A backpacking tent shouldn’t weigh more than about 6 pounds, but the lighter it is, the better. You’ll find options for backpacking tents starting at around 2 pounds, but budget models are mostly closer to 5 or 6 pounds. If you want an ultralight backpacking tent like the Nemo Hornet, you have to invest a little more.
Are 2-Person Tents Big Enough for Two People?
Most 2-person tents are big enough for two people to sleep in, but won’t have much room for gear. You also won’t be able to fit a comfortable queen-sized air mattress and will have to use sleeping bags.
However, you do have bigger options in this selection. Some of them are quite comfortable for two and include a vestibule for storing your gear. If you want to maximize space for storage or for a pet, look for tents that are longer. This way, you’ll have enough room to keep your backpacks by your feet and not inside the tent.
Are Smaller Tents Better in Bad Weather?
Small backpacking tents have one major advantage in bad weather against big ones: they’re lower, so they usually don’t get damaged by the wind like tall tents do. If you’re going backpacking on a mountain and you know it gets windy, opt for a smaller tent.
However, if you’re in rainy and humid conditions and you happen to not have a decent rain fly, you may get soaked. The walls of the tent start falling inside, and on a small tent, you’ll really notice it.
What’s the Difference Between Single-Walled and Double-Walled Tents?
Single-walled tents have only one wall that functions as your tent’s inner wall and your rain fly. They’re faster to set up, and usually lighter than double-wall tents.
Double-walled tents, on the other hand, have a separate rainfly and an interior tent that’s often a lighter material and has larger mesh windows.
They’re ideal when camping in humid conditions because they add an extra layer of protection. Sometimes the outer material isn’t enough to repel the water, or you may see some condensation on the inner walls of the tent. Another layer of fabric will prevent this from happening.
This is even possible when it’s not raining. If the place where you’re camping has lots of dew, you may wake up with some condensation on your walls. The walls can start sagging due to the moisture, and you’ll wake up soaked.
In general, we recommend a double-walled tent as a backpacking tent or for camping longer periods, especially if you’re far from civilization. This way, you won’t risk spending the night in a wet sleeping bag.
For short periods, quick weekend getaways and occasional festivals in dry weather, a single-wall tent will probably be fine. You’ll benefit from a faster setup and a lighter carry. To err on the safe side, though, a two-wall tent is better.
Do You Need a Vestibule?
A vestibule can be a good option when you’re camping with another person, and you’re tight on space. You can use it to keep your gear protected while not having it take up the precious space in your tent.
A vestibule area is also handy when you’re camping in bad weather conditions. You can leave your muddy boots and rain jackets in the vestibule instead of having them inside the tent with you.
What We Valued
Apart from the price, these are some of the criteria we used when picking the tents for our list and choosing the winner.
Setup: How Fast Can You Put up Your Tent?
Winner: Coleman 2-Person Pop-Up Tent
Generally speaking, 2-person tents are not difficult to set up. Most of them are typical dome tents you can assemble in about 10 minutes on your own.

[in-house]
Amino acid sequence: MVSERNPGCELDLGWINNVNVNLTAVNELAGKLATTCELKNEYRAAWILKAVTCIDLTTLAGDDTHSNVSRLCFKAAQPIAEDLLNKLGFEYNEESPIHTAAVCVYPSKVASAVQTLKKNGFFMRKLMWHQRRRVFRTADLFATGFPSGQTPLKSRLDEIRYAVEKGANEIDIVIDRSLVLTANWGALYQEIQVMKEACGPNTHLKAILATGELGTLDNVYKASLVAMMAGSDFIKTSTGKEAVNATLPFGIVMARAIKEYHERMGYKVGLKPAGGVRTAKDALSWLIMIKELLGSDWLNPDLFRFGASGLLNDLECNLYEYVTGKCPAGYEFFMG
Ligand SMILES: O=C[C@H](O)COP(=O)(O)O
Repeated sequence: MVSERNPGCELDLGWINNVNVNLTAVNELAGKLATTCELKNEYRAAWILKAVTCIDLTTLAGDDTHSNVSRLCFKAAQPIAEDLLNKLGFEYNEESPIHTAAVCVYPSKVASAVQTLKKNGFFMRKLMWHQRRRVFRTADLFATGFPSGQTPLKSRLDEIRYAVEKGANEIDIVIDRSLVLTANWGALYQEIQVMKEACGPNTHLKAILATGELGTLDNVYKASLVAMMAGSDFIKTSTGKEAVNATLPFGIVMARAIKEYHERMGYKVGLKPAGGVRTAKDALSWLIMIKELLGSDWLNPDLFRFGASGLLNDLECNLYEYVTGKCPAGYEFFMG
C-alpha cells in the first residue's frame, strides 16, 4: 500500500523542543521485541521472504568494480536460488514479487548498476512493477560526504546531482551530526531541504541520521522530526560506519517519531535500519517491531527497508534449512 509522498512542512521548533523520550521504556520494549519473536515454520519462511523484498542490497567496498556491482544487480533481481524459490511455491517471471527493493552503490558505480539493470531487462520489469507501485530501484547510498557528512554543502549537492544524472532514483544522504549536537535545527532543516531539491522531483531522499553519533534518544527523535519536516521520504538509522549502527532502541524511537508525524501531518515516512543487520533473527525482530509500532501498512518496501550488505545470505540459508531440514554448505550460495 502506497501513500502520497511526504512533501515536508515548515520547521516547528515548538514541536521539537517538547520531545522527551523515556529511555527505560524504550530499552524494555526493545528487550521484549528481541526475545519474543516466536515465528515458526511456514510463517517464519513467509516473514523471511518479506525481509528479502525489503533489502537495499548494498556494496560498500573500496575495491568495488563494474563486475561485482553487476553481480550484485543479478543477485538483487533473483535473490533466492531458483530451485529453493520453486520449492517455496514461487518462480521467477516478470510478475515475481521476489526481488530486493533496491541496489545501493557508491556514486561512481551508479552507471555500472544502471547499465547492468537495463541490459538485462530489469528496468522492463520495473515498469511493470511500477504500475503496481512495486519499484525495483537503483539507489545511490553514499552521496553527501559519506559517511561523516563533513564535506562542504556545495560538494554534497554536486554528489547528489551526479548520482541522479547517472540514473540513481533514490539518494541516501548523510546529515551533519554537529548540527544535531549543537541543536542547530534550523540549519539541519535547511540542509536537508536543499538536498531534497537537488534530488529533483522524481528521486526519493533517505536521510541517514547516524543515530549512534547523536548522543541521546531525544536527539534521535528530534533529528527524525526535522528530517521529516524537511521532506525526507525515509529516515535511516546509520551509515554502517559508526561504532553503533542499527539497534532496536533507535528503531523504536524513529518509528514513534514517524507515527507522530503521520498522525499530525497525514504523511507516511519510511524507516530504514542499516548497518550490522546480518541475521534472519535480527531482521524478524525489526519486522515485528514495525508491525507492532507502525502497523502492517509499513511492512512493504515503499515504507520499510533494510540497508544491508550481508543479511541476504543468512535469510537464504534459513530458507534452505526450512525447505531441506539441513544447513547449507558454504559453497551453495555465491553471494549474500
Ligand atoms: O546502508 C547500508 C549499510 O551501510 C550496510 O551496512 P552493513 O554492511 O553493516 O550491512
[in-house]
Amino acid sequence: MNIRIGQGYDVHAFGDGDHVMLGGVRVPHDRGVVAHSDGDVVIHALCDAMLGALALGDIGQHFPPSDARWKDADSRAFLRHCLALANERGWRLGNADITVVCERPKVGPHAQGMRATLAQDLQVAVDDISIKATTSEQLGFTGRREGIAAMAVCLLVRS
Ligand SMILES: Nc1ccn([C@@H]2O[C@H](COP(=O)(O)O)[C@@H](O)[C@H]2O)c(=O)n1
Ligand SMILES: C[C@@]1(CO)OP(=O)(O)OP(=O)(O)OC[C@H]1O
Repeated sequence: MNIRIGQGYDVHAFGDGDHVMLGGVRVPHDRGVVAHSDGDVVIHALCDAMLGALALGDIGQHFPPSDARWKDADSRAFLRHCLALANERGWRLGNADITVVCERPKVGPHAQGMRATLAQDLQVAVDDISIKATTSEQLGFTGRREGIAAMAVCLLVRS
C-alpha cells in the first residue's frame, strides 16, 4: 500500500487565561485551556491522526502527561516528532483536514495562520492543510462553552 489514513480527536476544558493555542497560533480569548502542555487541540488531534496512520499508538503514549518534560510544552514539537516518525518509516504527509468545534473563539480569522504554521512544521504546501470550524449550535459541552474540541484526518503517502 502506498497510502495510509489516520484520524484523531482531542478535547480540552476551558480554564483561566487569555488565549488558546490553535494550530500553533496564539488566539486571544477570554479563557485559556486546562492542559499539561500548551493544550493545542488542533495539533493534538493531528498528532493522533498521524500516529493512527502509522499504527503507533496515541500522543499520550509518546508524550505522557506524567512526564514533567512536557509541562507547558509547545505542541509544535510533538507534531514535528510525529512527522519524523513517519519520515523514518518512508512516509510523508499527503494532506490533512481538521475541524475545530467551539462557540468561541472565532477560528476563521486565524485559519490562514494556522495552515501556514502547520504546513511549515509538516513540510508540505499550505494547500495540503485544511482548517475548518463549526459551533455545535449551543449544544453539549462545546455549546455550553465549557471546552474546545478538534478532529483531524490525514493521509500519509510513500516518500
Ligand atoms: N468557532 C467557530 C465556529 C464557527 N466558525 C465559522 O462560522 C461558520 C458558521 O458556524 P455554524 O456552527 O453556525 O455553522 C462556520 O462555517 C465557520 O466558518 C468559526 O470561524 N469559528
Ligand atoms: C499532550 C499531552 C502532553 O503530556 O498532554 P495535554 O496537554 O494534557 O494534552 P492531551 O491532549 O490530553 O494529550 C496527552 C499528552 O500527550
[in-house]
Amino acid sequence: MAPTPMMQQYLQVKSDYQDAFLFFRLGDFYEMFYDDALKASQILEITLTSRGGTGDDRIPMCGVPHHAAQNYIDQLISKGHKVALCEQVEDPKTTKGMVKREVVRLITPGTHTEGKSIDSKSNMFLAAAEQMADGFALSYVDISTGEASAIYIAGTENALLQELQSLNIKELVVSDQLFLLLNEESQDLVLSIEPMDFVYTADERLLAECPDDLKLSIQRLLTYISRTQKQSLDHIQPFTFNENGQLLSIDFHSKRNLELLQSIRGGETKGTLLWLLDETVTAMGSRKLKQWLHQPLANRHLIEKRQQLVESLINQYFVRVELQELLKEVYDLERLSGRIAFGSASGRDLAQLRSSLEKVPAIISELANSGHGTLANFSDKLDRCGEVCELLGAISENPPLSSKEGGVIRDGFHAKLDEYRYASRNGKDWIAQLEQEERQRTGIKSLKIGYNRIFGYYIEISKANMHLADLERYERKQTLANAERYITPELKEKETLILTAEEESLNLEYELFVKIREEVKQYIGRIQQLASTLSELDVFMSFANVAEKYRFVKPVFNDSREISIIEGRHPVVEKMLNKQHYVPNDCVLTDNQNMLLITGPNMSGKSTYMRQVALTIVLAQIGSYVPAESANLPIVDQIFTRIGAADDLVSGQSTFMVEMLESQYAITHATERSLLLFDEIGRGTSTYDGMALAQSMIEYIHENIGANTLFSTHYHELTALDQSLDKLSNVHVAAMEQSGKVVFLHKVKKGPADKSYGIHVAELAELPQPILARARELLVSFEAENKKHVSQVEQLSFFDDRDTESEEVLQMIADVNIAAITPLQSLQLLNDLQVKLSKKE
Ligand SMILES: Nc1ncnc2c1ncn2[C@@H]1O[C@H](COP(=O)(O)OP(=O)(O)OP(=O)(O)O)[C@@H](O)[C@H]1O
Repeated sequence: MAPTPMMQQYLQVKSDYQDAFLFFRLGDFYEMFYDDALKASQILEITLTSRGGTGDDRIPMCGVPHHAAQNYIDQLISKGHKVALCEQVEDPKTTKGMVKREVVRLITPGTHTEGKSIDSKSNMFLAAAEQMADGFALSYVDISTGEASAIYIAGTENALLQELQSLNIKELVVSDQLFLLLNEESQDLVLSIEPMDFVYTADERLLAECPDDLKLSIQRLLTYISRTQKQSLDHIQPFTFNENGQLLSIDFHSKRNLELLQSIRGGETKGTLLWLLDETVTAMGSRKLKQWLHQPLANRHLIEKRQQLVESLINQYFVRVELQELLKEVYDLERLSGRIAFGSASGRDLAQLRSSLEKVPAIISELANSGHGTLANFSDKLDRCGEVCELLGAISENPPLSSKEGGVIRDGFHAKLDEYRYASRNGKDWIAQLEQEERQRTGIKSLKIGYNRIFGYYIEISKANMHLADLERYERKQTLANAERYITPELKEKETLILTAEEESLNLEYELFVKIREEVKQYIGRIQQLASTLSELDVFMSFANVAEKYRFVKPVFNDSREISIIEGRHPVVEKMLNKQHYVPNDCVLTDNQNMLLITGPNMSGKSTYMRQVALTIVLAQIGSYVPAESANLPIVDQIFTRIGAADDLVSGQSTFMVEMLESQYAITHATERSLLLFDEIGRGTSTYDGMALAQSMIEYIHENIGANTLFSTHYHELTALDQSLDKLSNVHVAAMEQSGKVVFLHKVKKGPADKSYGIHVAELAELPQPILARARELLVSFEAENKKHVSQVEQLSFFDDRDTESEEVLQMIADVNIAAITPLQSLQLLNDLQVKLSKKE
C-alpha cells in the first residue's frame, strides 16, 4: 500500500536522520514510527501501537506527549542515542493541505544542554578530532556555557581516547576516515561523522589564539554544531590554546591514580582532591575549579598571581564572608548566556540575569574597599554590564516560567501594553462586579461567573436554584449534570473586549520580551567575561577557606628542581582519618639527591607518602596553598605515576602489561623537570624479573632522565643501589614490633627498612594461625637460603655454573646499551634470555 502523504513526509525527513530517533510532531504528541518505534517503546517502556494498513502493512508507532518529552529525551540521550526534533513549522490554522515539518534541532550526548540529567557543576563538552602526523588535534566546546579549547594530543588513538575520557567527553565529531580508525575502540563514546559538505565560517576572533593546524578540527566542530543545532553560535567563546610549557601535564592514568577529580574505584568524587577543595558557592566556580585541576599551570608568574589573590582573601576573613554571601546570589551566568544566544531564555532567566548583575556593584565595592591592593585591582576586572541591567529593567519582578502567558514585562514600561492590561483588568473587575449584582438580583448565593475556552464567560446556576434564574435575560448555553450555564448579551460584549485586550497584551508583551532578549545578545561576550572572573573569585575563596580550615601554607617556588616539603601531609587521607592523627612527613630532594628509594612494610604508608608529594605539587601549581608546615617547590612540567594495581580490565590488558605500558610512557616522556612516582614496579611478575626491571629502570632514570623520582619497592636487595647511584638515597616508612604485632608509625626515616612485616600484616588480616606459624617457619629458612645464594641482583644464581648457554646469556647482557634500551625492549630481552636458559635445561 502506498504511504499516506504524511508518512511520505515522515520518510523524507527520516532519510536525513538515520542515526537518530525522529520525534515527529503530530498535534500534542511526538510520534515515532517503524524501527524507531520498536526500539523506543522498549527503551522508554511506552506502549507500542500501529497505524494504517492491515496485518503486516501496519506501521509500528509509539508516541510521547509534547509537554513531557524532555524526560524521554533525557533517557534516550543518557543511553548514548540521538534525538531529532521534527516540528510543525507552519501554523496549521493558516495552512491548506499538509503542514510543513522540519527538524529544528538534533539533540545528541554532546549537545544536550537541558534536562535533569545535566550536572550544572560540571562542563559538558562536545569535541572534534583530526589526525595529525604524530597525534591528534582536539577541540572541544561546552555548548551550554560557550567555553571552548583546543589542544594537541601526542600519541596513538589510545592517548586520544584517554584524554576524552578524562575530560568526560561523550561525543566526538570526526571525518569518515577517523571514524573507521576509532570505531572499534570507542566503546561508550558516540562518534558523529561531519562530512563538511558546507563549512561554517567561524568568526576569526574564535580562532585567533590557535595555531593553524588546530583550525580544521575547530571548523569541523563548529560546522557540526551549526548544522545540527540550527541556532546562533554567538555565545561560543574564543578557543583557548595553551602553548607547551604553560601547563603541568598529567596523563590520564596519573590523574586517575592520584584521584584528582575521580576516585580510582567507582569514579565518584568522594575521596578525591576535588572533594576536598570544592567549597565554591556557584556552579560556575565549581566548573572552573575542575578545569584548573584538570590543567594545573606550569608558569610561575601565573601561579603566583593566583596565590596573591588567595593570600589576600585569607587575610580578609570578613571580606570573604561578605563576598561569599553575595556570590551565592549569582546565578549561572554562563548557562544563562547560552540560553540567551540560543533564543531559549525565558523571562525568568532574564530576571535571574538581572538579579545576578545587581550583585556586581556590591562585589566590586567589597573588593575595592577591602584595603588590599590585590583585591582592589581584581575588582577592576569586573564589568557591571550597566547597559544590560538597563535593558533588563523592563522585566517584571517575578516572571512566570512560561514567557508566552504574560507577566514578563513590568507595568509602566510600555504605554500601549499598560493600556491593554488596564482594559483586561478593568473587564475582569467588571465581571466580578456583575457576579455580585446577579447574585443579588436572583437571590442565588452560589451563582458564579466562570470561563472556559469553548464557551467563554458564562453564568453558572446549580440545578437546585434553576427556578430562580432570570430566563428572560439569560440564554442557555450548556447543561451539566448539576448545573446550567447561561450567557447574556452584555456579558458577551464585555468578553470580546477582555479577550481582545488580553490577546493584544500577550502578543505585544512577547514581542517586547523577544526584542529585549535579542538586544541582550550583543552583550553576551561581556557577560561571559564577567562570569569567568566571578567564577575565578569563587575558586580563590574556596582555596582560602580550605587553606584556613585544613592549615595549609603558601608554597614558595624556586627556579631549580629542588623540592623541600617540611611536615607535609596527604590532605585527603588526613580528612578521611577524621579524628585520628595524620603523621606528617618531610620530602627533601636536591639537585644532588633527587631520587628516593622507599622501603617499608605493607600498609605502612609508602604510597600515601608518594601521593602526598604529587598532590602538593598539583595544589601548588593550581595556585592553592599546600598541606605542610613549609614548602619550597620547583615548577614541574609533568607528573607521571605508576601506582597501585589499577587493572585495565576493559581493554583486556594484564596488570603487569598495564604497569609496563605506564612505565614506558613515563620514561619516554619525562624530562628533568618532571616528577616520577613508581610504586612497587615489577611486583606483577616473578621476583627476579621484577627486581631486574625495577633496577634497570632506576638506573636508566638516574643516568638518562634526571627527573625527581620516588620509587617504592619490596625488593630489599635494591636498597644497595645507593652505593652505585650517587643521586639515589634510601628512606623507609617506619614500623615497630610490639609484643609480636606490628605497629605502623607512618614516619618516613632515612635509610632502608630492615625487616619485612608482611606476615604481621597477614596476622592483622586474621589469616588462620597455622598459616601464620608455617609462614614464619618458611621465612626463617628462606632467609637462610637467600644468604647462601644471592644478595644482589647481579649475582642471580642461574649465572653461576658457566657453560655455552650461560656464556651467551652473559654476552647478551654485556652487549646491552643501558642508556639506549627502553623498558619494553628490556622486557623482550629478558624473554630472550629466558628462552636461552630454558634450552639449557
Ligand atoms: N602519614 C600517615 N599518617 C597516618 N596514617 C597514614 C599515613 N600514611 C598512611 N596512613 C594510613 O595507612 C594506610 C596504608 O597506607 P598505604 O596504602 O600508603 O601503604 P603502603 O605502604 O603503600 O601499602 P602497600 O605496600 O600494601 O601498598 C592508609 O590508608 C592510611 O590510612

For those who hate battling tent poles or simply prioritize a speedy assembly, there’s no beating the Coleman Pop-up. Just take it out of the bag and secure it to the ground.
Weather Resistance: Will It Keep You Dry?
Winner: Naturehike 2-Person Cloud-Up Tent
Unless you’re only camping in the desert, you’ll need a tent that can endure some rain and winds.
The Naturehike 2-person tent has a hydrostatic head rating of 3000 mm, which means it will endure common rainstorms without getting you soaked. It also has tough floors that aren’t as likely to break and let water inside as many others.
Other models will likely get you through the night, too, but you may have to treat their seams to maximize the waterproofing.
Size: Will It Fit Two People?
Winner: Marmot Limelight 2P Tent
If your intention is to go camping with someone else, you’ll need a tent with a bigger tent floor size. A couple of the models in our review also have vestibules for storing your gear. This maximizes the living space and comfort inside the tent.
In the size category, the Marmot Limelight was a clear winner. It has a wide design with vertical walls, and it’s big enough to fit a cot inside. On the outside, it has two vestibules on both sides, so you don’t have to occupy floor space with your shoes and backpack.
Weight: How Easy Is It To Carry?
Winner: Nemo Hornet 1 Person Tent
If you’re planning a long trip in the wilderness with longer hikes, you’ll need an ultralight backpacking tent. The problem is, ultralight backpacking tents aren’t common in a budget price range. That’s why many campers divide the tent between two packs.
The Nemo Hornet is an exception and the best budget backpacking tent on our list, with a very reasonable price tag for the quality it offers. At only 2 pounds and 6 ounces, you’ll barely even notice you’re carrying a tent on your back.
Value: Which One Gives You the Best Bang for Your Buck?
Winner: Coleman sundome 2 person tent
In the end, it comes down to the value of your purchase. Some high-end tents might last you a lifetime, but a low-priced tent can be surprisingly durable for its price.
We find the Coleman sundome 2 person tent to be the best in this category because, like most Coleman’s tents, this one’s among the best budget models around and at a very affordable price.
The Top 2-Person Tent on a Budget
This tent is easy to set up and endures light rain well. It has a ground-level vent to give you air when you have the rainfly on and an e-port to pass your cables inside.
Overall, we loved these smart features and the durability of such a low-priced tent. But don’t take our word for it; check it out for yourself!